PhotoAlto / Frederic Cirou / Getty Images
Olivia Harvey
March 30, 2018 2:14 pm

We hope you’re free next Saturday night, March 31st. That’s when March’s Blue Sap Moon will be in town for one night only. This is March’s second full moon (hence the “Blue” in its name) and it will be just as beautiful as the first.

March’s first full moon — the Full Worm Moon — occurred on the 1st of the month. The Worm Moon is called such because it rises during the time of year when the ground softens and worms begin to make their way to the surface of the soil, thus bringing the arrival of robins — one of the first signs of spring.

Sometimes the Worm Moon is called the Sap Moon in regions where sap begins to flow from maple trees. When there are two March moons, the first is labeled the Worm Moon and the second is the Blue Sap Moon, according to The Old Farmer’s Almanac.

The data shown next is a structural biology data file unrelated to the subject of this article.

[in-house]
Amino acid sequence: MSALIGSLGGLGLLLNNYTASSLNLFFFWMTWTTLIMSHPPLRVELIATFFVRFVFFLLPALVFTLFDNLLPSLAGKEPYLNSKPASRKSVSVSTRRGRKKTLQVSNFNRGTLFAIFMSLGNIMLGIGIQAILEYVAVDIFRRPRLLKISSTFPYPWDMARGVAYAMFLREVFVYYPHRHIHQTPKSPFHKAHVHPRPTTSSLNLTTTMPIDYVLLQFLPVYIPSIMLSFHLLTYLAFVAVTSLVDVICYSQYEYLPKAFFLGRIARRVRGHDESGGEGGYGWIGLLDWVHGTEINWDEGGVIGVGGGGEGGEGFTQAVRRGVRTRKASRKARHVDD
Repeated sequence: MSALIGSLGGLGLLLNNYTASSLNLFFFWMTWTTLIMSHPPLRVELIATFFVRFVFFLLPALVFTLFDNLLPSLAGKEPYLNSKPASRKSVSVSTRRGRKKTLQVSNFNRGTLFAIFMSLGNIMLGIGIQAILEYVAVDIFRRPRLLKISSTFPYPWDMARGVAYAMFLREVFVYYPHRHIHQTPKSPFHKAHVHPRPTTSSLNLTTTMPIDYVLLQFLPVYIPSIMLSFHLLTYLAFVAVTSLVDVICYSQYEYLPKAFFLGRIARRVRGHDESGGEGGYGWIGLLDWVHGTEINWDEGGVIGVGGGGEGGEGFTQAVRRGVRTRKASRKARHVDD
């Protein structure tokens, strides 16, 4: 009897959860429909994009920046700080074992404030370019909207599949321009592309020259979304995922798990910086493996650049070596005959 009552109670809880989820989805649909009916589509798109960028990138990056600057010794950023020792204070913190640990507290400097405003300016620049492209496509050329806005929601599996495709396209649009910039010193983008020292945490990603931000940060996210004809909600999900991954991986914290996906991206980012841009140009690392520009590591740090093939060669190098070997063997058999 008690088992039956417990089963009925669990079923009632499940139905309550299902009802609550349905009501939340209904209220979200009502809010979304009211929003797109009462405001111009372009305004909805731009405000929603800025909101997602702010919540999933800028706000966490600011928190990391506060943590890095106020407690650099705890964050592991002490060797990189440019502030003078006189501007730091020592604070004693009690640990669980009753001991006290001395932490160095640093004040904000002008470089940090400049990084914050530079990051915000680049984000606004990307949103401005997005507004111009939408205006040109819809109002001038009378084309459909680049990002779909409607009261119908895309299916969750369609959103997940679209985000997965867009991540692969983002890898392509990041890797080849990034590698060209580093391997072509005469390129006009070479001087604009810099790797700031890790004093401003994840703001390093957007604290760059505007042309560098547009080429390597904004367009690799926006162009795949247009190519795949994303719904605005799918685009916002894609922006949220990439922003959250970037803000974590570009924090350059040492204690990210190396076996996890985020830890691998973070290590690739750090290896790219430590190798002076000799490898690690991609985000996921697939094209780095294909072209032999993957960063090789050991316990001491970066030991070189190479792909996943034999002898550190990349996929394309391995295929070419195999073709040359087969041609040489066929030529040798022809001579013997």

This isn’t the first Blue Moon we’ve seen in 2018. Remember the Super Blue Blood Moon that showed up on January 31st? That was pretty rad. And because of the way the moon is synced with our calendar this year, we get to see two Blue Moons in 2018, which is actually a pretty rare phenomenon.

We haven’t seen two Blue Moons in one year since 1999. And according to EarthSky.com, we won’t see this happen again until 2037.

The time between Blue Moons is about 29.53 days, which means we usually see a Blue Moon every two or three years. Because we have two Blue Moons in both January and March of 2018, that left February with no full moon at all.

Sorry, February. Better luck next year.

If you’re in a place where maple trees begin to weep sap, do some research to see if your community holds a tree-tapping ceremony. You can see the tappers at work and most likely get a taste of the sweet stuff that will soon become maple syrup. Yum!

Whether you’re in sap country or not, the arrival of March’s Blue Sap Moon is a great excuse to step outside and marvel at Mother Nature. And hey, this kind of thing only happens once in a Blue Moon, after all.

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